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The world’s largest computer maker Dell has once again said that it would use processors by AMD, but remained tight-lipped over particular products. The chairman and the founder of the company also stressed that Dell did not have exclusive relationship with Intel Corp., who has historically been the only microprocessor supplier for the computer giant.

“Sure. We do not have an exclusive relationship with Intel,” said Michael Dell, chairman of Dell, when asked about Dell using AMD chips, on the sidelines of the World Economic Forum meeting in Switzerland, Reuters reports.

If Dell adopts chips by Advanced Micro Devices into computers it supplies, the machines will not only get a bit less expensive, but will also obtain additional performance in the high-end gaming market, as AMD’s processors often outperform Intel’s rivals in applications like games.

Mr. Dell declined to say whether he had any current plans to use AMD chips: “I do not have any new product to announce today”.

Dell has been historically rejecting AMD processors citing the world’s second largest x86 microprocessor maker’s inability to supply its chips in mass quantities. Indeed, Sunnyvale, California-based AMD has been suffering from chip shortages for years being unable to fulfill the demand towards its products due to various reasons.

Rumours about possible usage of processors by Advanced Micro Devices by Dell, the world’s largest computers maker, recently emerged once again when an analyst said that Dell might be stockpiling AMD chips to gear up for a large scale launch. Other rumours suggest that Dell’s recently unveiled XPS 600 Renegade will sport either AMD’s or Intel Corp.’s processors.

Discussion

Comments currently: 15
Discussion started: 01/27/06 04:35:45 AM
Latest comment: 08/25/06 02:02:42 PM

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1. 
Laptops based on the Yamato tech with Nforce chipsets might be nice.

Guess we'll just have to see if the demand ever warrants it for them. The pain of being a behemoth is that they have a huge "enough market needed to make a product" overhead number.

We'll see I guess...
0 0 [Posted by:  | Date: 01/27/06 04:35:45 AM]
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2. 
I agree - though one reason that Dell may have held off is DDR2 support. Powers of scale being what they are it's helpful to have one memory type across your platforms. I do tend to think as you do, that if Dell was going to use AMD they'd have done so before now. The other thought that creeps in is the "if Intel's offering is less than spectacular (meaning Conroe/Merom), then we may have to consider other options".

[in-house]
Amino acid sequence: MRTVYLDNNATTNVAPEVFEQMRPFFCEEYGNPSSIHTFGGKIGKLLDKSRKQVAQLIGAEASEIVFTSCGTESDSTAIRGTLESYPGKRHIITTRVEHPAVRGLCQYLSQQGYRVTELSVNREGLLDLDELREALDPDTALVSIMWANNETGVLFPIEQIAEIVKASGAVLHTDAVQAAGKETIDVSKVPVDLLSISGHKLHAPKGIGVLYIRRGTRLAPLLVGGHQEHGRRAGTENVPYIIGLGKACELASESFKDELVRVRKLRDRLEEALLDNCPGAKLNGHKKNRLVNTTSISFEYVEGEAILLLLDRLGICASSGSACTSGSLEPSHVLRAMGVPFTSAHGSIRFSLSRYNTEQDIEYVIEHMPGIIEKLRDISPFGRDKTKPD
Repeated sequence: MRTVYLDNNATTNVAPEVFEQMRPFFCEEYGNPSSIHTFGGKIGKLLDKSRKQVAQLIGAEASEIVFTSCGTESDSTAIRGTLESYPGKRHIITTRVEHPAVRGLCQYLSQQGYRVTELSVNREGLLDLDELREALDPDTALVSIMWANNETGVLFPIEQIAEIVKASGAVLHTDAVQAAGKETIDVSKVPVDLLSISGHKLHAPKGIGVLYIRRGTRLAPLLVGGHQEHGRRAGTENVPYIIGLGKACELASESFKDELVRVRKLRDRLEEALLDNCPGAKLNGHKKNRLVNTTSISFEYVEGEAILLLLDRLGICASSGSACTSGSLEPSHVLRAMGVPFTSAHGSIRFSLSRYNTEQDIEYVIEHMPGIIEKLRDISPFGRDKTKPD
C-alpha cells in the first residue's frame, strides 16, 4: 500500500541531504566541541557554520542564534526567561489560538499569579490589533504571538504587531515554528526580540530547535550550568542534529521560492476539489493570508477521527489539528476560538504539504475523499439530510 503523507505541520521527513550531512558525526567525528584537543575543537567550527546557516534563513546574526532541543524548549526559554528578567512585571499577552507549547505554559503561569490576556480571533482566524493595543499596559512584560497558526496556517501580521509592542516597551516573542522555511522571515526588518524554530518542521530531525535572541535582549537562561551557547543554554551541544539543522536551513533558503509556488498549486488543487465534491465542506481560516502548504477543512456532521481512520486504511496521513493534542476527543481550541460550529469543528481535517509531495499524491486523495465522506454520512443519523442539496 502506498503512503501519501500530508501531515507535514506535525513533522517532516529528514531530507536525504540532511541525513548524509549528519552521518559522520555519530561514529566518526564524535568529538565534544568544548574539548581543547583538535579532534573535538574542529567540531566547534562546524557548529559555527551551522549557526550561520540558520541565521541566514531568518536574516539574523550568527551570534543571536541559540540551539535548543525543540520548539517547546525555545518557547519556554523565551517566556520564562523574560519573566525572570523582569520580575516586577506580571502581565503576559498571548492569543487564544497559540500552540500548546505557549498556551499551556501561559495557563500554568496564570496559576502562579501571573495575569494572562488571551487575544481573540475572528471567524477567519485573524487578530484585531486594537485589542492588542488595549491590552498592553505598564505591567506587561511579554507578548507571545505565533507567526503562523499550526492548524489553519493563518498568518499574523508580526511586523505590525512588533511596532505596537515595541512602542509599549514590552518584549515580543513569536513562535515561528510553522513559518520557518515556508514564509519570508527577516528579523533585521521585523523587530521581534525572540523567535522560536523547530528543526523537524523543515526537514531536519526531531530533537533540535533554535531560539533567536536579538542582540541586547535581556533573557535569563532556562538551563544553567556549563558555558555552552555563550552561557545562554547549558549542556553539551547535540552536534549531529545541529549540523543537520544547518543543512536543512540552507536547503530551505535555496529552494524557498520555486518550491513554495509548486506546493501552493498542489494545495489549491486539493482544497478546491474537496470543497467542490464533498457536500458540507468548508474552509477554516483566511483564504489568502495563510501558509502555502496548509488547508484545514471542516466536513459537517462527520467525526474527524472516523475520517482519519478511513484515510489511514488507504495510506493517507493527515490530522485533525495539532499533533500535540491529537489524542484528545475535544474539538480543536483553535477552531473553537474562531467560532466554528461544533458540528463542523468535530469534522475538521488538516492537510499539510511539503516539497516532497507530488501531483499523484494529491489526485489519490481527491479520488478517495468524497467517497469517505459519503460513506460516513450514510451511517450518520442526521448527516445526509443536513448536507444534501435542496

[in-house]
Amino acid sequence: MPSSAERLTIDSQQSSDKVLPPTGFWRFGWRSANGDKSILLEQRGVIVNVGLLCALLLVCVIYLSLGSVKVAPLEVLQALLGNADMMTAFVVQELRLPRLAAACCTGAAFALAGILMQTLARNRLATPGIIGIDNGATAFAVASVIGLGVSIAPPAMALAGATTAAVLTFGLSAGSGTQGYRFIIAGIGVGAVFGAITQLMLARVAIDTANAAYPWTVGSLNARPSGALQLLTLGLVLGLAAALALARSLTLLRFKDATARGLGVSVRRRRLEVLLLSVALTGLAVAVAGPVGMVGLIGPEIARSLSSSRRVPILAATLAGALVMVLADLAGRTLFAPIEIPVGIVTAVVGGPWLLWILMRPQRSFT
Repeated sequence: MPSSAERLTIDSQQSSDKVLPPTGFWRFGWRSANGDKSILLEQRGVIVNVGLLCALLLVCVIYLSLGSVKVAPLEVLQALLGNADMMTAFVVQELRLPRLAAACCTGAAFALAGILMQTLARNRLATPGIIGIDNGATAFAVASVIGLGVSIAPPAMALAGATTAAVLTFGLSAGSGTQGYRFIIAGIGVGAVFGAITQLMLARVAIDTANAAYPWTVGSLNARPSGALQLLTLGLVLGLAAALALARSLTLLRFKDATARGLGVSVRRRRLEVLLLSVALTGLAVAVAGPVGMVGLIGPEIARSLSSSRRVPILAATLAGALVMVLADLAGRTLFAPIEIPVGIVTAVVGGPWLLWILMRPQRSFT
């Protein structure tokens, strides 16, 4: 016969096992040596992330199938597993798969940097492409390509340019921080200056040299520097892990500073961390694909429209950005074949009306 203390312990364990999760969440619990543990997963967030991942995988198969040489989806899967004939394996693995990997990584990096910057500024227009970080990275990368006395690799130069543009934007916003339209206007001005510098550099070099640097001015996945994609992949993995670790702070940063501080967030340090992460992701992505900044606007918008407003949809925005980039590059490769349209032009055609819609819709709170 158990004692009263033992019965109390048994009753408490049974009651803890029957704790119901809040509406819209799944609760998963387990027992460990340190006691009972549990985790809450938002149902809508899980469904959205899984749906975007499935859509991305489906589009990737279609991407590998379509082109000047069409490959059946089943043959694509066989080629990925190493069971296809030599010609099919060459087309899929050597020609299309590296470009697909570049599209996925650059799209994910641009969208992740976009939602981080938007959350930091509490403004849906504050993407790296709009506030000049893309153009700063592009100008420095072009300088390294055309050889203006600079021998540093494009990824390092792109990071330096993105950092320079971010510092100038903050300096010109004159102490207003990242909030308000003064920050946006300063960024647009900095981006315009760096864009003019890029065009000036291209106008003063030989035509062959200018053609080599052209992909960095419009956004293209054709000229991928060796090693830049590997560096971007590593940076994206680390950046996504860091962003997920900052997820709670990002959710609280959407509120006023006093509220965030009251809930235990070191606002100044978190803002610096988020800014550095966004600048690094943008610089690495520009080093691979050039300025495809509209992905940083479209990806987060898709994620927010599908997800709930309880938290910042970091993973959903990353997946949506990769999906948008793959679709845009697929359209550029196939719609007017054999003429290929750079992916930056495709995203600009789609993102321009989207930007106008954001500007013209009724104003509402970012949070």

Why did my first comment focus on laptops? Because they are the growth market at the moment, and sales therein are starting to displace desktop sales. Both AMD and Intel are watching this. It may not last (oh the joy of trends), but for the moment it was just where my mind was at in the following of the market.

I do realize the cost effectiveness of the "whole package" concept. But, I would counter that with the fact that quite a bit of the computer building process these days is plug and play. Pop it in and it goes. You may well throw the 100 exceptions to that rule at me, and that's fine if that's your focus. However, it's the very fact that it's become so easy for nearly anyone to put together a PC that is threatening the bottom line of companies like Dell. One hand may point to that Intel "whole package" and say that this plug and play trend is proof why Dell has to stick strong with that Intel package. The other side will point to that trend and say that is the reason that Dell cannot afford to not offer items the market wants - because the market will simply go elsewhere to get them. Either argument has some extensive arguments behind it, however that is the heart of the matter. Is it wiser to stick to an extremely cost effective model and serve a declining portion of the market very cost effectively, or to follow the market and try to manage the cost issues that come with that? I'm fairly on the fence here, but ever so slightly in favor of the risk taking invovled in following the market. I've seen far to many companies play it safe, and lose 10 years later. But it is a risk. You can follow the market and still lose.

And of course, Intel could be back on top with the latter half of this year. But, sadly, I'm not believing that till I see working chips that really do work as well as they want us to believe.

:)
0 0 [Posted by:  | Date: 01/29/06 01:41:47 PM]
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